RE: Water
By Disco Mania on 9/4/2014 2:02:46 PM , Rating: 2
I read that article. Why the hell would you build a reservoir and not design it so you could drain all the water out of it?! Waste of billions of dollars and it would be so much better to apply it to desalinization which is the only real solution to the problem
POPSci has gone a little eco nuts too so I question their "drought is unprecedented" comments. While the lake level is low, the main reason behind that is the population it has to feed now compared to what it was designed/built for originally.
I still subscribe and enjoy most of the articles but I'm kind of tired of global warming "sky is falling" crap and what we have to do to save the Earth articles.


RE: Water
By The Von Matrices on 9/4/2014 3:24:13 PM , Rating: 2
The main reason the dam has that flawed design is because it was designed based upon only a decade of climate data in the 1920's. Unforunately for the designers, that decade had above normal river flow, and they designed the dam assuming that was normal river flow. This is the same reason there is overdrawing of water from the reservior. It's not due to population, it's that the allocations of water resources were based upon that inaccurate 1920's climate data.

If the water allocations were based upon the correct climate data that we know now, then there would be lower allocations and no water crisis at the reservoir (states would still have crises as they reached their water caps). However, the water allocation will likely never be readjusted to the correct amounts because no state is willing to give up water resources.


RE: Water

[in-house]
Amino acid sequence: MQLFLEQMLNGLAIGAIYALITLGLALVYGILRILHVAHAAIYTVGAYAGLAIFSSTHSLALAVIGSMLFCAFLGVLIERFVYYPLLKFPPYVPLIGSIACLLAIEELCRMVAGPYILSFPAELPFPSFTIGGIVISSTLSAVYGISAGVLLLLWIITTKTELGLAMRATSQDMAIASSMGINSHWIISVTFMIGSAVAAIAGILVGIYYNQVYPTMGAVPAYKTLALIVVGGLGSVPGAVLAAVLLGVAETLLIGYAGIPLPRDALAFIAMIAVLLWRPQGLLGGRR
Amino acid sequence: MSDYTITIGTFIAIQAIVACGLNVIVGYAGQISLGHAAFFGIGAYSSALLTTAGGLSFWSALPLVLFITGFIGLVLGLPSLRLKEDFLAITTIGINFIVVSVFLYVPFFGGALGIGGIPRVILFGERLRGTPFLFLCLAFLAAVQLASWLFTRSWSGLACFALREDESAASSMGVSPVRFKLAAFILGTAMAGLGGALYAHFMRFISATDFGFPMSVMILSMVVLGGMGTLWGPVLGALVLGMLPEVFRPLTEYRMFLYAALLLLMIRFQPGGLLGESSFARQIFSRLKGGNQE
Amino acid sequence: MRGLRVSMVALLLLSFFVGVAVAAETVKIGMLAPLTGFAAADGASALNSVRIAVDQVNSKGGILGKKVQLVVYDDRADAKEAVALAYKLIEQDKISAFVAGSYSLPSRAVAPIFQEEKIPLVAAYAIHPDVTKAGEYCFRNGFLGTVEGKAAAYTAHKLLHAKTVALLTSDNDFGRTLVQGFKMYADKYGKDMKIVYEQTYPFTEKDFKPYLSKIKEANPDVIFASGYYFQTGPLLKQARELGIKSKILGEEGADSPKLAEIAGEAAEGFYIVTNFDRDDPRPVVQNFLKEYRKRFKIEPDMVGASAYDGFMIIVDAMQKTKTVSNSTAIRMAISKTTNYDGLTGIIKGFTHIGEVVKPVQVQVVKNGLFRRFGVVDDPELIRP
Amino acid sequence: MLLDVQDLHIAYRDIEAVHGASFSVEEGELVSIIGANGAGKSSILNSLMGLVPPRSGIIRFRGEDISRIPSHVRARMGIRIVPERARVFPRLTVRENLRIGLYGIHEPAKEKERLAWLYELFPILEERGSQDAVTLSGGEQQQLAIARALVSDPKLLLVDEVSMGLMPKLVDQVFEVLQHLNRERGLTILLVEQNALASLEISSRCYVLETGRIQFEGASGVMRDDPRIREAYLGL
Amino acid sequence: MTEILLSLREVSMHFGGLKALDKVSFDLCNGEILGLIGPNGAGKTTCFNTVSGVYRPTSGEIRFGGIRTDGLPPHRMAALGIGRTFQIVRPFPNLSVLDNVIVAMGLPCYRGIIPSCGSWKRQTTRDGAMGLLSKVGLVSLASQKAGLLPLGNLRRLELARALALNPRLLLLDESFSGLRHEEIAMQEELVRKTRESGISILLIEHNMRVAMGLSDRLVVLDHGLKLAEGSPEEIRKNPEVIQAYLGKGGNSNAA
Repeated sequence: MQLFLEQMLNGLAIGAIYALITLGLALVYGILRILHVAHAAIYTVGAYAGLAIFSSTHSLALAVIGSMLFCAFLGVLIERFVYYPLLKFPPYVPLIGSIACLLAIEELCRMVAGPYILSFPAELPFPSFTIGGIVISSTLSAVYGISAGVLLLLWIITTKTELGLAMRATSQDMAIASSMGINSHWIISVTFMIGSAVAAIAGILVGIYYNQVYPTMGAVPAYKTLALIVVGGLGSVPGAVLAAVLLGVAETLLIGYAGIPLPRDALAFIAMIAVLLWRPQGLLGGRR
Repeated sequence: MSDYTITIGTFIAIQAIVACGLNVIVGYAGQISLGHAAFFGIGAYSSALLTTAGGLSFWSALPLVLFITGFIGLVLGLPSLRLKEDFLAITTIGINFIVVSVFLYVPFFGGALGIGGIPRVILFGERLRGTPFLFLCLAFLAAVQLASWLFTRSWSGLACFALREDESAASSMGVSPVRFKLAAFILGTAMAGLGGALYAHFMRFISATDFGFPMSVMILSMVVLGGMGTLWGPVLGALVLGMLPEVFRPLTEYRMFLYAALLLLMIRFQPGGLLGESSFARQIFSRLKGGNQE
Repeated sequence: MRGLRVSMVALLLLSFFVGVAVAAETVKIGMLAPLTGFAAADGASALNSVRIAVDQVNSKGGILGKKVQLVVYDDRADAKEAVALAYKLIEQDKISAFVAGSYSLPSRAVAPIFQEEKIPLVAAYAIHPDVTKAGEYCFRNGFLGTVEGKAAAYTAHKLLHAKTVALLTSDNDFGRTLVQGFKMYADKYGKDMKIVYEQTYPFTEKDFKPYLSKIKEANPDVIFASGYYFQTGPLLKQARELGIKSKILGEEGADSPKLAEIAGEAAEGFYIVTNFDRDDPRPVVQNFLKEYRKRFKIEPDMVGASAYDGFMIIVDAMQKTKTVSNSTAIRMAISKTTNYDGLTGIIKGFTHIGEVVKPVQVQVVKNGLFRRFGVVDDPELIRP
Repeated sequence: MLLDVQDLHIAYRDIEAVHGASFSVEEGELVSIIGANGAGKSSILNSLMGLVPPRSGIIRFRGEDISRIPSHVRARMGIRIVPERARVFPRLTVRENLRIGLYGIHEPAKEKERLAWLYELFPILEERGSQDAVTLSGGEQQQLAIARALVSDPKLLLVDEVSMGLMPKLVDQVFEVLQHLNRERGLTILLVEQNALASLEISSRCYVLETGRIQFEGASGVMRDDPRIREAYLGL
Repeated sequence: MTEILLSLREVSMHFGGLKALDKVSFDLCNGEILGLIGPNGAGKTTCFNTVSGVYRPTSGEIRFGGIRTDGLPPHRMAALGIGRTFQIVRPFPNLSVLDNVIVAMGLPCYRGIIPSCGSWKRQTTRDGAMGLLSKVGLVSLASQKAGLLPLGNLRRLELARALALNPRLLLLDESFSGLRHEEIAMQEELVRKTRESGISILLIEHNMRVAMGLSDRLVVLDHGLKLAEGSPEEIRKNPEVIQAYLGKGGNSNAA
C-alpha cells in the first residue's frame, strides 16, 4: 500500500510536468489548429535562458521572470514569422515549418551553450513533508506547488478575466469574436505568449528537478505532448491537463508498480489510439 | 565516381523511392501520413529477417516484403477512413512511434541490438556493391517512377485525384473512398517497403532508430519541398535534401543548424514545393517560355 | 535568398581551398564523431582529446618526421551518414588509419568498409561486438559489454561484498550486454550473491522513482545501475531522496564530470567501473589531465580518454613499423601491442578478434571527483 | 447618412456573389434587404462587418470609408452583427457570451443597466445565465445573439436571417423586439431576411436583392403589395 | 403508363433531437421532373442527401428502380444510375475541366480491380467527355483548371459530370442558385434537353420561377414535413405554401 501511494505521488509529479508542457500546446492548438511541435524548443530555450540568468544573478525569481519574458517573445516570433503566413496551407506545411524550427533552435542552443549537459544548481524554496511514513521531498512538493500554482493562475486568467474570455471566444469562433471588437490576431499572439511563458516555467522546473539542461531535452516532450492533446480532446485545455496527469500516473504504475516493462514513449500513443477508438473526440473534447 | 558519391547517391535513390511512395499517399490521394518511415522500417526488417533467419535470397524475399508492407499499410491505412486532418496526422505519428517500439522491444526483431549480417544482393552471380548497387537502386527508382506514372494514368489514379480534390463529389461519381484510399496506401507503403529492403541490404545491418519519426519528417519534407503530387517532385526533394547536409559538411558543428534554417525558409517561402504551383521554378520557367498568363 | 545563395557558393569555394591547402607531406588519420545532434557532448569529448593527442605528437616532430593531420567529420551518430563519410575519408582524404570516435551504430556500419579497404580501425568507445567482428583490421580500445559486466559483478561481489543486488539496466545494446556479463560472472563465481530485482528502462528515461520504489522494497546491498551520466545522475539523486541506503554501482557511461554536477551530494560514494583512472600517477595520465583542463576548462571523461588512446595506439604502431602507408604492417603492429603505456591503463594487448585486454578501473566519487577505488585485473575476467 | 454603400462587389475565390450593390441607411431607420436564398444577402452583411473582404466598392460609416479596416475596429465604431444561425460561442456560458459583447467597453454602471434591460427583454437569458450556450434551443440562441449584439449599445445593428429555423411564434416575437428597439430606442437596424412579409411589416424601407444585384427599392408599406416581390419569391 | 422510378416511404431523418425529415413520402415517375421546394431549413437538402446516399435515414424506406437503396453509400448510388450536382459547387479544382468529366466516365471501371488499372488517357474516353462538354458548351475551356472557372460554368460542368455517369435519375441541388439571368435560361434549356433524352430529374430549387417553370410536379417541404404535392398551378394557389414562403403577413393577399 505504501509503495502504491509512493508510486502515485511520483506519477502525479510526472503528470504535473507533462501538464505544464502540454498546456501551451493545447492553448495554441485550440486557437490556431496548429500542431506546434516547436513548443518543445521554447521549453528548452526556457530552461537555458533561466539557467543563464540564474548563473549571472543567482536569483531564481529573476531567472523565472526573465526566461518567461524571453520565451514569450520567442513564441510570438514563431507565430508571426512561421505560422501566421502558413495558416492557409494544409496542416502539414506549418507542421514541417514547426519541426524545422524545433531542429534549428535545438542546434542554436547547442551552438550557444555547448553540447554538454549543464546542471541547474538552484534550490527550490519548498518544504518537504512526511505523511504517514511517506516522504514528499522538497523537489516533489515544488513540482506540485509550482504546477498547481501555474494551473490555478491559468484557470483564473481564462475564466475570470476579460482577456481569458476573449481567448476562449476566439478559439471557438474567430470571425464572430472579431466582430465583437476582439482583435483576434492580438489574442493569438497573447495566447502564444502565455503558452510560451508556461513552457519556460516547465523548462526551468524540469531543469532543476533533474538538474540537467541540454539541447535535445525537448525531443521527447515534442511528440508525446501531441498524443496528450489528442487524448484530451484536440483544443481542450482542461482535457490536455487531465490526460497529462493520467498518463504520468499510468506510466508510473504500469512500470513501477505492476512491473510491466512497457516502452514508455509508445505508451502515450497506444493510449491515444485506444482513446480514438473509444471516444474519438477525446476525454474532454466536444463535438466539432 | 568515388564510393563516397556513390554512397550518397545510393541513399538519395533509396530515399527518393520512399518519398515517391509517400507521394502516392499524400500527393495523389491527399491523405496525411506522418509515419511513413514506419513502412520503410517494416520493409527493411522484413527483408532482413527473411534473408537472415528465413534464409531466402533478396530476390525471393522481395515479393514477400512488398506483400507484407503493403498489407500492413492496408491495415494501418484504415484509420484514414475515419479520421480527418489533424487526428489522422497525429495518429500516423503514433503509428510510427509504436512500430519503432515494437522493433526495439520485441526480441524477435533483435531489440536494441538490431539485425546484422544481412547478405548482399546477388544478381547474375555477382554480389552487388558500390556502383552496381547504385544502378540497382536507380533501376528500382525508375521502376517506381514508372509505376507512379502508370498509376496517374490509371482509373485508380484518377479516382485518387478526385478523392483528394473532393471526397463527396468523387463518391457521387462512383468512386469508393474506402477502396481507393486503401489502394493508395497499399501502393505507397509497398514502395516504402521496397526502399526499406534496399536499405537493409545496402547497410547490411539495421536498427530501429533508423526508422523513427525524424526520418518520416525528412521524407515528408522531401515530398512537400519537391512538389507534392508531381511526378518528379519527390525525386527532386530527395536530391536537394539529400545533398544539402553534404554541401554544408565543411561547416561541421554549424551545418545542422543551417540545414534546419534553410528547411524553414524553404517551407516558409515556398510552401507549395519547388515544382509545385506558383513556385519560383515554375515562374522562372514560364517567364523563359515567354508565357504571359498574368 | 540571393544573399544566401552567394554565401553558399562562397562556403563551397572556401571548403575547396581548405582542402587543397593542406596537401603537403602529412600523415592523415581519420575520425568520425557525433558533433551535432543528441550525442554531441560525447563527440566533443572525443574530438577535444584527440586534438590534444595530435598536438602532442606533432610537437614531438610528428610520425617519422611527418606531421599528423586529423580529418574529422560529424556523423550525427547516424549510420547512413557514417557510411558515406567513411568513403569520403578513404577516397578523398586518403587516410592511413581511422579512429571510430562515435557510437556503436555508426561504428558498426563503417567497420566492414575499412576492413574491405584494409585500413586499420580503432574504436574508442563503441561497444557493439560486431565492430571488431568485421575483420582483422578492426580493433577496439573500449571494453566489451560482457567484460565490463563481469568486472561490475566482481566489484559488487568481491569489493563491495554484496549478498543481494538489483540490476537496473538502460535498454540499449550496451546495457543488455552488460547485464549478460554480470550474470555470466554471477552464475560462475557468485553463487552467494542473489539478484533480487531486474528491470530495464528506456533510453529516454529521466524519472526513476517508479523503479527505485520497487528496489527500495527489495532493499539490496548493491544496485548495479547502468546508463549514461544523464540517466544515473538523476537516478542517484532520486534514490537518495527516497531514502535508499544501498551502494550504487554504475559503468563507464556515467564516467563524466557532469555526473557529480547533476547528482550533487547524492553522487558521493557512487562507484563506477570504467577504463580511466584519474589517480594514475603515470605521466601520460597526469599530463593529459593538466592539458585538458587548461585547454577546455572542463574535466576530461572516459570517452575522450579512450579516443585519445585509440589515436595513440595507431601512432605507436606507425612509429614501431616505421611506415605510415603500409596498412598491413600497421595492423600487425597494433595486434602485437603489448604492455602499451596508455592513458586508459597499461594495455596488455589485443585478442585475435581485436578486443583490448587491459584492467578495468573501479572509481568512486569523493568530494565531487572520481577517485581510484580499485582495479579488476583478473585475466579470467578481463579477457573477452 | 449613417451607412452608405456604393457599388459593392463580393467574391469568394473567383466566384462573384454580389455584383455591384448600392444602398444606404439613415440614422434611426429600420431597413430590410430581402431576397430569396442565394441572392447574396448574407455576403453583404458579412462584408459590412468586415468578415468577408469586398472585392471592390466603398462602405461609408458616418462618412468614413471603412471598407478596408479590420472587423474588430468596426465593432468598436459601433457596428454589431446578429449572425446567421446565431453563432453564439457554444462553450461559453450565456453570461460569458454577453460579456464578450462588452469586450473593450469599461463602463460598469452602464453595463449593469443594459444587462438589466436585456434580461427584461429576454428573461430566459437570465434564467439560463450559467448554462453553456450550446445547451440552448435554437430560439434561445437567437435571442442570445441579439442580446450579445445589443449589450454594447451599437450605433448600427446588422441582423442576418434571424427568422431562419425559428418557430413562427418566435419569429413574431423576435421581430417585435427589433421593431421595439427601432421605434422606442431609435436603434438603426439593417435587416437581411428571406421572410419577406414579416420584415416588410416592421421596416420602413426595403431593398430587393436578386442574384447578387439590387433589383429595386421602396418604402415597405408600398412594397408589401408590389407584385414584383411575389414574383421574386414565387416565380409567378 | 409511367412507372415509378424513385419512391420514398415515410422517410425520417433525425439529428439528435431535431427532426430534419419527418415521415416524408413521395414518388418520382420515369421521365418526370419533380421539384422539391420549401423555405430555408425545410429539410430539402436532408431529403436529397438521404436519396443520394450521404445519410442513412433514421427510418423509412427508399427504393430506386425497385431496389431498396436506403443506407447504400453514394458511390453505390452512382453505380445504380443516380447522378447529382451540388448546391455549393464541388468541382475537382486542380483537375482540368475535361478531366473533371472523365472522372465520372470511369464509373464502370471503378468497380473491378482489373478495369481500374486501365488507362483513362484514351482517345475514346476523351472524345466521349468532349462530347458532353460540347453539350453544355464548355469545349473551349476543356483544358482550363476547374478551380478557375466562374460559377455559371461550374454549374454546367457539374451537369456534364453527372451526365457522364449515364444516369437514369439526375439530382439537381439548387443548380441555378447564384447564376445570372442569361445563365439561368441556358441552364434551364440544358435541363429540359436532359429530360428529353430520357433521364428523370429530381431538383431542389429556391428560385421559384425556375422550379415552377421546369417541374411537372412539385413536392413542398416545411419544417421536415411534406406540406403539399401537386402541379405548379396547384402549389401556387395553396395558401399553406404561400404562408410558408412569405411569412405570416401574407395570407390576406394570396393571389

By Disco Mania on 9/4/2014 3:39:38 PM , Rating: 2
LOL, Vegas is going to make out on that deal than. They'll just keep drawing their allotment out till the dang thing is dry and everyone down river will just be SOL.
Any actions to try to change it will be locked up in court for years and it will be well dry by the time anything is decided.


Too bad for New Mexico
By idiot77 on 9/3/2014 11:01:52 PM , Rating: 2
If he had built it in New Mexico he would have been crowned King. It would have beat the lousy politicians that survive off the drug trade easily.




RE: Too bad for New Mexico
By danjw1 on 9/4/2014 8:57:22 AM , Rating: 2
And? How does that cut the transit cost from the rare earth mines in California or the factory in California? This had more to do with location than anything else.


RE: Too bad for New Mexico
By Mint on 9/4/2014 9:11:11 AM , Rating: 2
Tesla doesn't use rare earths. Neither lithium-ion batteries nor AC induction motors need them. Toyota is the biggest automotive user with its NiMH batteries.

If you were thinking about lithium, yes there are mines in Nevada, but it's an irrelevant cost, as it's only a few percent of batteries. They're mainly composed of graphite, cobalt, nickel, and aluminum.